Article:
Couthy and Canty – ‘The Yellow on the Broom’ at Dundee Rep

“Listen, Time passes”, wrote Dylan Thomas in his famous play for voices, Under Milk Wood, inviting his audience to sit and observe past lives at a comfortable remove from personal involvement in their affairs. Dundee Rep Ensemble’s production of Anne Downie’s The Yellow on the Broom, is an affectionate tale of travelling folk in 1930’s Scotland, and it similarly sits on the sidelines looking back, albeit in a more literal than literary manner.

The story, directed by Andrew Panton, revolves around the central character of Bessie Townsley, whose strong-willed younger self is played by Chiara Sparkes, while her past history is narrated retrospectively by an older, more philosophical Bessie, played by Ann Louise Ross. Sparkes’ Bessie is both outspoken and quite well-spoken for an uneducated traveller girl, while Ross is the articulate voice of experience.

This intimate play, with music and song, tries to tell us a lot of things at once about a young girl’s coming of age, changing times, human nature, authoritarianism, and a lost past. The common casualty throughout is freedom, both personal and societal. In our present time of accelerated change, The Yellow on the Broom pauses to gently remind us that someone, somewhere will get hurt in the blind rush towards the future.

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Bessie’s family, led with admirable stoicism by the worldly-wise and world-weary paterfamilias Sandy (Gary Mackay) and sharp-tongued mother Maggie (Beth Marshall), wander back and forth between the tattie howkin’ in Angus and the ‘Berry Fields o’ Blair’. On their way, they encounter hostility and hospitality in almost equal measure from the communities with whom they have intimate knowledge and long-standing acquaintance.

Round and around they wander, on Kenneth McLeod’s circular, time-travelling set featuring tree rings etched into the stage floor. Over rocks and stones they roam, over the hills and far away. The audience is tempted into a quasi-fantasy world of unfettered, carefree, freedom of movement, but the narrative progressively, and ominously, describes one run-in after another.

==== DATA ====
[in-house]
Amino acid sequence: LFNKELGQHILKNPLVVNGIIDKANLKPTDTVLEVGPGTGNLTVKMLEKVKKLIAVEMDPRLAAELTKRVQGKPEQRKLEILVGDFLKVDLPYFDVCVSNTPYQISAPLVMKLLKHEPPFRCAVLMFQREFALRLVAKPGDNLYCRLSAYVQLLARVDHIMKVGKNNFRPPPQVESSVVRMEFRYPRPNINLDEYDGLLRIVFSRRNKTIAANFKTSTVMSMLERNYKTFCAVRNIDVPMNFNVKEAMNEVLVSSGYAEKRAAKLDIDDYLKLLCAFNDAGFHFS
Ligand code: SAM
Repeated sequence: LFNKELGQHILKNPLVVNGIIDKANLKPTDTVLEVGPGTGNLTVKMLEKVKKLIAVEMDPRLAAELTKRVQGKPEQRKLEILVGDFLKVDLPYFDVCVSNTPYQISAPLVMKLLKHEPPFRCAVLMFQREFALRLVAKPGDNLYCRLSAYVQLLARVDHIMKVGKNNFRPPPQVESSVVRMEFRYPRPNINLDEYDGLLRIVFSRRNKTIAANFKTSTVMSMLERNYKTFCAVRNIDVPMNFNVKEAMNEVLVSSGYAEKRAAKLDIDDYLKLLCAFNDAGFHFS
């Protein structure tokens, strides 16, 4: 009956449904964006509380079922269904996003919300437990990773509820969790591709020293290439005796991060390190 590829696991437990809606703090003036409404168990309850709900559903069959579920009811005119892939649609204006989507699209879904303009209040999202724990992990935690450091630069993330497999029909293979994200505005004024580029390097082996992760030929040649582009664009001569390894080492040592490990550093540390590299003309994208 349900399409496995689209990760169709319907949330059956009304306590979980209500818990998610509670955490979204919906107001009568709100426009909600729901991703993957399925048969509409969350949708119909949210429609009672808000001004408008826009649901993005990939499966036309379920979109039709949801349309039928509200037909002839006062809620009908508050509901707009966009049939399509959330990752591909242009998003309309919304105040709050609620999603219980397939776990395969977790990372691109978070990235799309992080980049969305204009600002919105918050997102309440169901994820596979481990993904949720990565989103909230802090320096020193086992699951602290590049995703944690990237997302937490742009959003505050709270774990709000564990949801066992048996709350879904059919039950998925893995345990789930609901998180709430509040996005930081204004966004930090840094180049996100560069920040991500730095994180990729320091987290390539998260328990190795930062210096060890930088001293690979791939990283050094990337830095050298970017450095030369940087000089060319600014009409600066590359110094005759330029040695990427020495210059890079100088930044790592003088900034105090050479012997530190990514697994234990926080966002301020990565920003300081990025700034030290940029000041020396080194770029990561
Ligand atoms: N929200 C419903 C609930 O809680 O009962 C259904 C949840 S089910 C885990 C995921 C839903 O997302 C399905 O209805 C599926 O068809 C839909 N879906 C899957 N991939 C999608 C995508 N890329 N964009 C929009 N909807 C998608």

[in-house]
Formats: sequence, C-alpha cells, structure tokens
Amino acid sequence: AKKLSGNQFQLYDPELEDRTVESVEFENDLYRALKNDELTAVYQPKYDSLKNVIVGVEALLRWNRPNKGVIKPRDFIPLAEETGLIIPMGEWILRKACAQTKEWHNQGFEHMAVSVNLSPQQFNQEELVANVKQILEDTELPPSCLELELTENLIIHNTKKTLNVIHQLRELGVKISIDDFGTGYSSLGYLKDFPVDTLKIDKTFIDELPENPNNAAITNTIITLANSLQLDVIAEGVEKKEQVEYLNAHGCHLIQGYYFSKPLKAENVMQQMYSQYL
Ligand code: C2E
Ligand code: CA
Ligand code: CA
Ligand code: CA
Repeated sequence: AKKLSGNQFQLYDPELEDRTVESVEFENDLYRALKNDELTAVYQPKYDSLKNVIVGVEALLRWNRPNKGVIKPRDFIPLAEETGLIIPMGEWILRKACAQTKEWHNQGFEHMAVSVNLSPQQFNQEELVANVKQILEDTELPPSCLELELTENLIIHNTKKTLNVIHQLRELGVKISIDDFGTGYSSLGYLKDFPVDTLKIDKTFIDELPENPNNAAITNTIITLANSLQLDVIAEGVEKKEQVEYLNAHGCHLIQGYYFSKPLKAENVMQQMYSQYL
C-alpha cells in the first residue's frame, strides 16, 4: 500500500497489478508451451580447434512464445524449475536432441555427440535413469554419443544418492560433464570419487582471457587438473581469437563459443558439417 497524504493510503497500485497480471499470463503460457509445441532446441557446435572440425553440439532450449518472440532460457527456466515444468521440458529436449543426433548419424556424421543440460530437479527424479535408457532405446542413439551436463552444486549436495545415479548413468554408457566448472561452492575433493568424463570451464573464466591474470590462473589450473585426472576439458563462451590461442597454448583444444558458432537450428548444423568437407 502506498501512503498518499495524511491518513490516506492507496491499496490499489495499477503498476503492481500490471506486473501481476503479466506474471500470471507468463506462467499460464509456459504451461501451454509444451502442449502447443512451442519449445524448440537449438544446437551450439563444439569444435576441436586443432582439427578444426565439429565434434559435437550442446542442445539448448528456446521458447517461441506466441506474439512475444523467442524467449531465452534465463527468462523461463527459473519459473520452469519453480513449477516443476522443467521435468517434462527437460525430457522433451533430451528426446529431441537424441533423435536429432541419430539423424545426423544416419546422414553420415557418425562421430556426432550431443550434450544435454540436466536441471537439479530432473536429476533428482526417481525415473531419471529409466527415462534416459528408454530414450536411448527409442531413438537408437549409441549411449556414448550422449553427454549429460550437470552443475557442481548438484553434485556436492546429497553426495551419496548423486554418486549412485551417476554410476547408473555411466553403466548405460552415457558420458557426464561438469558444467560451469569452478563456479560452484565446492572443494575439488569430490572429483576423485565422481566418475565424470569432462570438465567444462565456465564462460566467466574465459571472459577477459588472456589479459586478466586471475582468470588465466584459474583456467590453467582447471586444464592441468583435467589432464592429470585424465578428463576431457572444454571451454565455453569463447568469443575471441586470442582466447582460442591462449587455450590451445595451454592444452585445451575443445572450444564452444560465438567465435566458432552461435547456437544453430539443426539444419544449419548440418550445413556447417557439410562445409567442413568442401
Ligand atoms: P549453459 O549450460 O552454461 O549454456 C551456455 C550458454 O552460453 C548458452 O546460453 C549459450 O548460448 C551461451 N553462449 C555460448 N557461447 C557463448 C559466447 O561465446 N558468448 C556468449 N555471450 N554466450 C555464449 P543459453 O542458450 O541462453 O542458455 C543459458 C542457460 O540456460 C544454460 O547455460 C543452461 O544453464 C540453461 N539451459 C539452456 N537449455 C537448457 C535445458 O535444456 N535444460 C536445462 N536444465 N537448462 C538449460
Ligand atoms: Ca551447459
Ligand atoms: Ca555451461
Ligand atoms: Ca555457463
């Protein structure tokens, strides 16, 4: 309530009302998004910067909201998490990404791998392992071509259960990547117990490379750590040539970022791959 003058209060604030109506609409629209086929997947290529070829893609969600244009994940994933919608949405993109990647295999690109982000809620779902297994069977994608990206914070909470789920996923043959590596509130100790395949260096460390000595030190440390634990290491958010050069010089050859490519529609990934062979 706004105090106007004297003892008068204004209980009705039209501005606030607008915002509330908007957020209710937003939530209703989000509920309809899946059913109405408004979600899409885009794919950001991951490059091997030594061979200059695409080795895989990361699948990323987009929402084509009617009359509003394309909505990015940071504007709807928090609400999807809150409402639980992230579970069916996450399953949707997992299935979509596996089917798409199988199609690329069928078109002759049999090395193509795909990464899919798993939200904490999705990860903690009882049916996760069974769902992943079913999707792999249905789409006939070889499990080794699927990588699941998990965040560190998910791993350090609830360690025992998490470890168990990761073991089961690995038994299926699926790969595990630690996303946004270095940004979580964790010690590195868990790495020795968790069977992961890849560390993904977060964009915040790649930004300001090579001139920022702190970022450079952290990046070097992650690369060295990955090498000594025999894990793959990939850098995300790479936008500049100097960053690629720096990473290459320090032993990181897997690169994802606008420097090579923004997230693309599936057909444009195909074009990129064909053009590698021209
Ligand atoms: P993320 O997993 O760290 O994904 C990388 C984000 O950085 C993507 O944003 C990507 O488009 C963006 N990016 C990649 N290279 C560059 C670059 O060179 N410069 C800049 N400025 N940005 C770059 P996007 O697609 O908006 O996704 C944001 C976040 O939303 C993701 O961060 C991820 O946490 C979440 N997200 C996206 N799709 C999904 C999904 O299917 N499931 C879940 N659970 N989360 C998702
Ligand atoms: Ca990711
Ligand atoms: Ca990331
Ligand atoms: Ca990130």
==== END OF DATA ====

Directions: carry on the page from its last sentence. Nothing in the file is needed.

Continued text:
There are various contretemps including a sharp exchange of words with an overbearing laird, bothersome cops, belligerent farmers, prejudiced teachers, eccentric toffs and a wretchedly authoritarian priest. There is hardly a pillar of the establishment left to knock, but then again the downtrodden are spoilt for choice in that respect.

The Rep’s ensemble cast is given ample opportunity to display their versatility, not least because The Yellow on the Broom, cannily lit by Sinéad McKenna, is partly music-hall, part-couthy commentary, and part-canty comedy. Chiara Sparkes and Emily Winter were both especially eye-catching when given the opportunity to convey fidgety, flighty young characters through comedic movement and (barely contained) physical energy.

Elsewhere, there are Scottish, English and even French character vignettes from Barrie Hunter as a rich weirdo suffering from Scottishness, and Irene MacDougall playing multiple archetypes from farmer’s wife to French wife. Ross Baxter convinces as a cowardly cop, while John Kielty played several roles. Kielty also composed the warm and atmospheric music and songs that were stylistically reminiscent of another voice from the past, the fondly remembered Roy Williamson.

There is an obvious social commentary to be made in The Yellow on the Broom, and a serious one at that. Yet, the production rather skirts around contemporary attitudes towards travelling people who, in all their various incarnations, remain utterly despised (and threatened) across the UK and Europe.

Instead, it looks back not with anger, but with resignation, lamenting the passing of time and accepting that the changes, for good or ill, are inevitable. And if our conscience is to be pricked, then it is to be disturbed only gently.

There is an altercation involving Sandy and a policemen that threatens to have real edge, and it does bring institutional prejudice into sharp focus. Those moments are, however, relatively few, but if the play is short on a sense of risk, then it more than makes up for it with great pace, warm humour and a direct appeal to the emotions.

Michael Stephen Clark

The Yellow on the Broom, Dundee Rep Theatre 28 Aug – 22 Sep 2018 

https://www.dundeerep.co.uk/